Default LookAndFeel

I’m trying to use LookAndFeel::setDefaultLookAndFeel() in the editor but the child components are instantiated before my constructor runs so it’s not affecting them. How would I go about doing this? I’m aware that I can manually set the LookAndFeel on every class but setting a default seems much cleaner.

All you need to do is to create a CustomLookAndFeel class (derived from LookAndFeel_V4) and once you set your editor to use it, all child components will use it as their default LNF. Nice and clean. (remember to set call setLookAndFeel(nullptr) in the destructor)

That’s what I’m doing. But as far as I can tell, the set default does not update existing elements.

IIRC, setting the default look-and-feel doesn’t trigger any sort of callbacks so your child components won’t know when it has changed in order to pick up its changes.

You could instead call setLookAndFeel() on the top-level component and have the child components override lookAndFeelChanged() to be notified when this happens. With this approach it’s usually best to also override parentHierarchyChanged() depending on the order in which you set the look-and-feel and add the children.

If you do want to go with the setDefaultLookAndFeel() approach, then I would recommend calling it before you create any sort of UI. I.e. in juce::JUCEApplication::initialise(), or in juce::AudioProcessor::createEditor() depending on your project type. That way all your components can guarentee the correct look-and-feel will be available for their entire lifetime.


No need to call setDefault in this case.

Create your class:

CustomLookAndFeel : public LookAndFeel_V4

Create a class member in the editor:
CustomLookAndFeel customLookAndFeel;
In editor constructor:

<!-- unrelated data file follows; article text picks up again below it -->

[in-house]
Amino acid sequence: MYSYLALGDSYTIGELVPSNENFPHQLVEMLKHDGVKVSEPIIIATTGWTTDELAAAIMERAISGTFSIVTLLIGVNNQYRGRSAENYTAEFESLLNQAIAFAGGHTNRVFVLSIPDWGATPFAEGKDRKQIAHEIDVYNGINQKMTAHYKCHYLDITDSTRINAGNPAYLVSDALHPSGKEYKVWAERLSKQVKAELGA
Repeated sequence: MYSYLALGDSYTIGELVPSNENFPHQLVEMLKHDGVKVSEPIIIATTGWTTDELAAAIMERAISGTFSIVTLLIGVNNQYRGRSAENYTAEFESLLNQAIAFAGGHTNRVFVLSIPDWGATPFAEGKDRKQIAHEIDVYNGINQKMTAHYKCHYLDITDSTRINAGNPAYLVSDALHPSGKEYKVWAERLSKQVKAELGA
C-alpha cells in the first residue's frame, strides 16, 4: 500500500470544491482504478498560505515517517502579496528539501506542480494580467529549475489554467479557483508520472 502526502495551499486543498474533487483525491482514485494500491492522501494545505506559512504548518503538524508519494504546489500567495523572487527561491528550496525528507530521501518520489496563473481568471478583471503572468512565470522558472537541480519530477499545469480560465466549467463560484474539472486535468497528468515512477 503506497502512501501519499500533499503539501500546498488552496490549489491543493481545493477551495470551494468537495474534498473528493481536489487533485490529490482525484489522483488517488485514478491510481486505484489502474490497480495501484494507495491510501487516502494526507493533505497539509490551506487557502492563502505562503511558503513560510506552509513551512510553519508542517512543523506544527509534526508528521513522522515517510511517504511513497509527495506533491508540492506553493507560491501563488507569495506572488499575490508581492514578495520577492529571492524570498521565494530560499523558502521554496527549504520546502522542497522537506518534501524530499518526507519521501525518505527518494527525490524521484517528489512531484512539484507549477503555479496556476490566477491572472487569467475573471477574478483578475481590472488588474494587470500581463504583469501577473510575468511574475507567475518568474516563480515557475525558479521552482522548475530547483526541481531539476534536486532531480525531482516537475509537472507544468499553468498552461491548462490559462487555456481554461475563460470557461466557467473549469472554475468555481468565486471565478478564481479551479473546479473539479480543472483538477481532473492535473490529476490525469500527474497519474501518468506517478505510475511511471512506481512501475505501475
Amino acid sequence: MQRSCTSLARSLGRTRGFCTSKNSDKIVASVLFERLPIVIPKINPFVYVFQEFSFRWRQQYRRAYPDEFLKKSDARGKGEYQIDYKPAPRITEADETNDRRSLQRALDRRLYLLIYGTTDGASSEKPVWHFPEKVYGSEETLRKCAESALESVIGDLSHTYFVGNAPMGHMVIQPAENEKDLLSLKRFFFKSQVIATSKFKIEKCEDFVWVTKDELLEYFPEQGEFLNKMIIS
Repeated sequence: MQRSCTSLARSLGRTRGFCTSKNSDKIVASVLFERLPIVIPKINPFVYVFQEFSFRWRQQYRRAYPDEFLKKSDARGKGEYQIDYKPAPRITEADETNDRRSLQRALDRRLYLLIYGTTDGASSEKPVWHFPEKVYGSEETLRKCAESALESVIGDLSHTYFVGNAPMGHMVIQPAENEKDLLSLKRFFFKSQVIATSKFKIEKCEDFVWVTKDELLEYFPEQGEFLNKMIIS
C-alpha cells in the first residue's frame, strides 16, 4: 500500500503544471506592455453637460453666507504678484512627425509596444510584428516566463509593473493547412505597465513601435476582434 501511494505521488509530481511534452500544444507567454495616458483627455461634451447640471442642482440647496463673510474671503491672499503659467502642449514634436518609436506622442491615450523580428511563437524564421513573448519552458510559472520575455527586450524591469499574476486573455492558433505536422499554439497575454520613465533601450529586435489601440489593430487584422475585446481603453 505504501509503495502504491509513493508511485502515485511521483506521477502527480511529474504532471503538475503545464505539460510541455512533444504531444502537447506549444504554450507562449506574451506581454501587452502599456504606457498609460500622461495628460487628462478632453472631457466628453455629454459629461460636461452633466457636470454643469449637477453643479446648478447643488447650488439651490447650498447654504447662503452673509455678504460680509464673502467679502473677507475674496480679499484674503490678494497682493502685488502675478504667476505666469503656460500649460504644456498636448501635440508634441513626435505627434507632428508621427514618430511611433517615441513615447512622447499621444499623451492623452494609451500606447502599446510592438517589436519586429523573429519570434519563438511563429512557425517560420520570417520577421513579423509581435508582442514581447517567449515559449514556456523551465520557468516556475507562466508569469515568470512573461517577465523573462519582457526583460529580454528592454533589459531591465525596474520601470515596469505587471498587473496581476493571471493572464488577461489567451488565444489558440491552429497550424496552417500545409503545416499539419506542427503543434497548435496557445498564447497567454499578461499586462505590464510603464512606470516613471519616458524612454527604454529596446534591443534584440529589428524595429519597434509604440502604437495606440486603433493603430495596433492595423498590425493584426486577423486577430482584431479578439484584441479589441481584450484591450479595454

In editor destructor:

That still won’t resolve the issue of child components not having access to the required look-and-feel until after they’re added to the parent. It sounds like OP is wanting to access the look-and-feel in the constructor of the child components, which will be called before the parent’s constructor is called.

In general I would avoid trying to access the look-and-feel in a component’s constructor and instead use lookAndFeelChanged(), parentHierarchyChanged(), resized(), and/or paint() to access it.

1 Like

Your solution of calling the setDefault function in the processor works the best. I forgot the processor directly handles the editor, otherwise I would’ve gone straight to that.

In my specific use-case, I’m looking to store all my UI related constants in a custom LookAndFeel. In my Component constructors, I’m dynamic casting the result of getLookAndFeel() to obtain a convenient reference for the rest of the class. If there’s a more direct way of accomplishing this then let me know, but this solution does work.

1 Like

If you are super extra sure that all your components will only ever use one single instance of your custom LookAndFeel, then you can make it a singleton like this:

class CustomLookAndFeel
    static CustomLookAndFeel* getInstance ()
        static CustomLookAndFeel instance;
        return &instance;

    /* constructor made private to make sure that no other instances
    can be created */ 

And at that point, you can call CustomLookAndFeel::getInstance() to obtain a pointer to it wherever you need it, both for setLookAndFeel() and setDefaultLookAndFeel(), and even in constructors of Components.

My final solution was making a custom component class that casts it to my CustomLookAndFeel in its constructor. This way my class methods get access to it automatically without manually casting it each time.

Sorry, just read this now. Did you try to call the callback lookAndFeelChanged() manually at the end of your constructor?

I think everything was resolved.